Entrepreneurs are obsessed with three little letters:
Return on investment.
The term “ROI” is like a diamond necklace dangled in front of your eyes…
Who doesn’t want that??
- “What’s the ROI on your funnel, bro?”
- “Oh, the agency didn’t get you ROI in 3 months? Sign us instead!”
- “We need positive ROI on this project!”
ROI is unfalsifiable.
If you don’t know the exact ROI of a project, it’s easy to feel dumb.
In my experience, “ROI” is far from black & white.
In fact, misunderstanding ROI can lead you to make bad decisions.
Wanna know why?
Of course you do…
Dangers of ROI Explained
^^^ This is a YouTube video.
You can click it.
Apparently people didn’t know that.
(Now you do.)
I’m going to tell you about three different growth projects I had at my company StoryLearning.
In each case, I made poor decisions based on “ROI”.
And it held us back years.
Project #1 - The YouTube Channel
The first is a YouTube channel that I began back in 2017-2018.
(Look at the thumbnail above – doesn’t it scream “2017 YouTube”?)
It was around the time when YouTube was really starting to pop off.
I had a lot of friends making good money with YouTube.
I decided to start a new kind of niche YouTube channel – specifically for learning Spanish.
- I planned out the channel
- I got the people in place
- I launched it
And it was fun.
People enjoyed the videos we were making.
But after about 6-9 months…
We looked at the stats…
Here’s what we say:
- We’d spent a lot
- The channel hadn’t grown much
- We’d hardly made any sales from the channel
I looked at it and thought:
“We don’t have any ROI here… We’re losing money.”
I decided to pull the plug.
Yep… I canned the entire YouTube channel.
Now fast-forward a few years…
It was 2022…
We had decided to rekindle the idea of the Spanish YouTube channel. We dug up the channel that we’d left sitting on YouTube, and…
Stone the crows!
We had 10,000 subscribers on the channel!
Turns out the videos had been ticking away over time, slowly amassing views and subscribers.
Time had done so much of the work.
And that’s often the case with YouTube – the growth takes a long time to come, but when it does, it’s a serious hockey stick.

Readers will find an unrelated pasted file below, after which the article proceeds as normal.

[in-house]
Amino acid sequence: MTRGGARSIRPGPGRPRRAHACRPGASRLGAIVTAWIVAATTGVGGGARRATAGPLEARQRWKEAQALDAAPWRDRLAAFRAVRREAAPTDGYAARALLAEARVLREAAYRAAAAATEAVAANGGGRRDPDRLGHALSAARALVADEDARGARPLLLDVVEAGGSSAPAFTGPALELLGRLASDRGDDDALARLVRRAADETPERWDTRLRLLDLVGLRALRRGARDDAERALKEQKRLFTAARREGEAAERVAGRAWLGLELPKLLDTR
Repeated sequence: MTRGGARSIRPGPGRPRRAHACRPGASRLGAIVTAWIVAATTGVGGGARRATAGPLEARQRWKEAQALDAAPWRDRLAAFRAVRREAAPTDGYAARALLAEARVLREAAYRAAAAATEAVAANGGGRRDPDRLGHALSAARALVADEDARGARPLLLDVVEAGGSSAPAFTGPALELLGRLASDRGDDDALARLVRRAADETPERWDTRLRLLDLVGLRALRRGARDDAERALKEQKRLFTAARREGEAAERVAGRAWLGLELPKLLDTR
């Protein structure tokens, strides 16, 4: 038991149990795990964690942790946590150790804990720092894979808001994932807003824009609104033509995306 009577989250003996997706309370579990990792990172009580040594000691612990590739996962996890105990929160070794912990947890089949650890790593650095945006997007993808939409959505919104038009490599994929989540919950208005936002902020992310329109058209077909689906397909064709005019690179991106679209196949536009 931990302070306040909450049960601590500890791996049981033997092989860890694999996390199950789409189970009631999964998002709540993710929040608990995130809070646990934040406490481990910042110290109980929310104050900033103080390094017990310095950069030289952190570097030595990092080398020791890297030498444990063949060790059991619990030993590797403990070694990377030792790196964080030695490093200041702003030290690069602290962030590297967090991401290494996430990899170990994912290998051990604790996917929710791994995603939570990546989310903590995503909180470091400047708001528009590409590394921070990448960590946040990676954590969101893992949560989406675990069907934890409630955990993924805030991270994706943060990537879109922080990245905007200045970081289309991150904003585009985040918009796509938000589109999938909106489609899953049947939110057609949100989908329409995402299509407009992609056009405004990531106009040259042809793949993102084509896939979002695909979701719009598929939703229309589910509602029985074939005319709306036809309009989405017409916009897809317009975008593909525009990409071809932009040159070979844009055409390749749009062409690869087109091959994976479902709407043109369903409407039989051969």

So all we ever needed to do was give it enough time to grow.
I didn’t understand the return window.
I was looking at the ROI at a specific point in time – and it was too early.
(That’s when we relaunched the channel in 2022 and it is what you’ll find there today.)
Project 2 - Paid Ads
Around the same time, I started experimenting with paid ads.
We were running traffic to Facebook and Instagram ads.
My funnels were fairly typical – we had a lead magnet, tripwire offer, and an email sequence on the backend.
We tried so hard to get to break-even with these funnels.
We had all these different ads… lead magnets… offers…
But happened was that every time we looked at the numbers with our ads person, they’d say:
“Now, last month you only brought in $X, so that means we can really only afford to spend $X per lead, or you’ll lose money.”
I blindly nodded along: “Err, Ok.”
After all, who wants to lose money, right?
We were looking at ROI on a month-by-month basis. As a result, we ended up stopping and starting… trying a few different experiments.
But they all were all doomed to failure because of those economics.
Or so I thought.
Many years later, we had a another crack at running paid ads.
Except, Uncle Olly was a bit older and wiser this time.
And I knew a little bit more about data.
And so when we sat down to run the numbers, I wasn’t so quick to judge the ROI based on a 30 day period.
Instead, I dove into the data…
I found that if we looked at that data through a 45-day lens rather than 30 days, the picture was a little bit different.
We had kept receiving revenue from the previous month’s cohort.
After 6 months, I had more data to work with.
I extended the time horizon beyond 45 days. The ROI was different again.
It painted a different picture about when the money was being received, which gave us the intelligence we needed to start adapting our funnels to fit more into buyer behaviour.
(What we actually found was that 85% of income was received over a 4-month period. Useful to know, huh?)
By viewing results through the lens of one defined time period, I was getting a skewed view of the true return.
Back in 2016-17, I wasn’t sophisticated enough to look at data in enough depth. (Cohort analyses are not easy to do.)
I was too reactive… scared of losing money… and quick to pull the plug when I got cold feet.
(It’s yet another example of the importance of investing in your own education first and foremost. More on that next week.)
Project 3 - Influencer Marketing
Now, the last example is when we got into influencer marketing in a big way.